From the high-profile TV and magazine interviews of successful entrepreneurs, it is difficult to imagine the struggles they have to overcome in personal life. While most successful business owners live a life of comfort, they do not have lunches with celebrities and dinners with expats. They don’t own private islands and chartered jets.
More often than not, people fail to notice the psychological toll that entrepreneurship takes on the person. Every successful entrepreneur has seen failure at least once in his or her lifetime. Behind every Zuckerberg and Jobs, there are several failed attempts where the person was an inch away from a complete mental breakdown.
It is alright to feel vulnerable!
Anxiety, fear, insomnia, depression, and despair are friends of every struggling business owner. Long before a business owner becomes successful, he or she has to make it through trying times when every hope seemed lost.
Even a couple of years ago, investors, employees, competitors, and the media saw depression or anxiety as signs of weakness. Thankfully things are changing, and the new-age entrepreneurs are speaking up about their personal struggles.
We are seeing a greater number of blogs and interviews on the importance of mental health from the likes of Ben Huh, the CEO of Cheezburger Network and Sean Percival, the ex-VP of MySpace. Words of wisdom coming from marketing and entrepreneurship role models are making more of an impact than independent studies by psychologists, psychiatrists, and mental health institutions.
Why is mental health becoming a much-debated topic for entrepreneurs right now?
When entrepreneurs like Richard Branson write about the importance of mental health among the entrepreneurial community, it feels more relatable to the rising business owners. Emotional turbulence is common for those braving the ups and downs of business since every startup and SMB has a high failure rate in the US.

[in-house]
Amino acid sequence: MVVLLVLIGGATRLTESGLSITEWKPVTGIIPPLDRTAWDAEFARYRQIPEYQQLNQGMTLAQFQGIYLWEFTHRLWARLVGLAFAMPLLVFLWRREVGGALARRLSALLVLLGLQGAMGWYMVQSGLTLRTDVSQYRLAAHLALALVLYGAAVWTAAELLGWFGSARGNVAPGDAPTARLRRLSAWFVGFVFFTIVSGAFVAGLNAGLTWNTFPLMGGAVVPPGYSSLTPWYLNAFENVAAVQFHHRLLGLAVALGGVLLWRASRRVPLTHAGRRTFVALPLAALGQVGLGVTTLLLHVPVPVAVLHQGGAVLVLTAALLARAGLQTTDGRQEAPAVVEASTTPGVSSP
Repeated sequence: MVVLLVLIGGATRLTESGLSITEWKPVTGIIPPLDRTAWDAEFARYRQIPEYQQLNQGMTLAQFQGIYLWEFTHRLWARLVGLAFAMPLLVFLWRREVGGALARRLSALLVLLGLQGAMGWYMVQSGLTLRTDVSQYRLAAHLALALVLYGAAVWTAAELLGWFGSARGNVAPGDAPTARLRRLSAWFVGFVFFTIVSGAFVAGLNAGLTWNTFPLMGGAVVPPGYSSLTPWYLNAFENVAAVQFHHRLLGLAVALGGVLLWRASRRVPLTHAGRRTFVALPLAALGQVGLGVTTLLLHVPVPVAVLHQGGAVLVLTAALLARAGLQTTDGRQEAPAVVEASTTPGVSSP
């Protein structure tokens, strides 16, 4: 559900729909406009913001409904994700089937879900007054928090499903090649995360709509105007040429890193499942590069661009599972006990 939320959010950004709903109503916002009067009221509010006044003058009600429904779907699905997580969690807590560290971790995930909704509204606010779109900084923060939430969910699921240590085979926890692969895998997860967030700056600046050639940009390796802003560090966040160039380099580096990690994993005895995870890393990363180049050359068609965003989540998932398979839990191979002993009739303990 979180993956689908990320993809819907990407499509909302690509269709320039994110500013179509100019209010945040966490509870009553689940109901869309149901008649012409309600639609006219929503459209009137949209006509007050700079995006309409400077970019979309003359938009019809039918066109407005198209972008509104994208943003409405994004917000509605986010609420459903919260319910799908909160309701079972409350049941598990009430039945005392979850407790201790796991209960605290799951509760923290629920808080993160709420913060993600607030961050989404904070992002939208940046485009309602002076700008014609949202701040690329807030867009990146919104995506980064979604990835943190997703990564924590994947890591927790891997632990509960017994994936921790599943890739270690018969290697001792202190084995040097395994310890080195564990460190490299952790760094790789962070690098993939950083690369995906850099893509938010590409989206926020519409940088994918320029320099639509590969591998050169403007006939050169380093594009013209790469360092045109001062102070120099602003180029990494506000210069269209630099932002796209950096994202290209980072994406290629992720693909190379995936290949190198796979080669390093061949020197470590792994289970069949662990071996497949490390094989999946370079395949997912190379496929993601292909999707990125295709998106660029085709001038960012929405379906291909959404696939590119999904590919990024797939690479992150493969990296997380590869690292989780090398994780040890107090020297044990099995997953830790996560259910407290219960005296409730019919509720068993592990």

Most importantly, in small businesses, founders often have to bootstrap and assume ten different roles within the same company. It makes matters more complicated than it used to be even ten years ago. The vicious cycle of not eating properly, not exercising, not prioritizing socialization, and not going for regular health check-ups. Coupled with dwindling funds and lack of business prospects, the deteriorating health results in feelings of paranoia, stress, anxiety, desolation, and loneliness.
How to deal with emotional vulnerability?
The vulnerability that financial insecurity creates can wreak havoc on the most energetic individuals. According to the Gallup-Healthways Well-Being Index, more than 45% of the business owners report feeling stressed, and 34% feel worried. These are percentages that are significantly larger than other fields of work.
According to entrepreneurs, who have walked the walk, those with more motivation, creativity, and energy do better in tumultuous scenarios. Ironically, the same passion that drives individuals towards success can also push them over the edge in listless situations.
When all seems glum, just going through the daily motions can restore some assurance. A little self-love, some cardiovascular activity like a walk in the sun, eating healthy and planning time with the family in the backyard, and meeting your extended family or friends can remind you that you are more than an entrepreneur. And that is all you need to remember when days fall into despair and success seems too far away.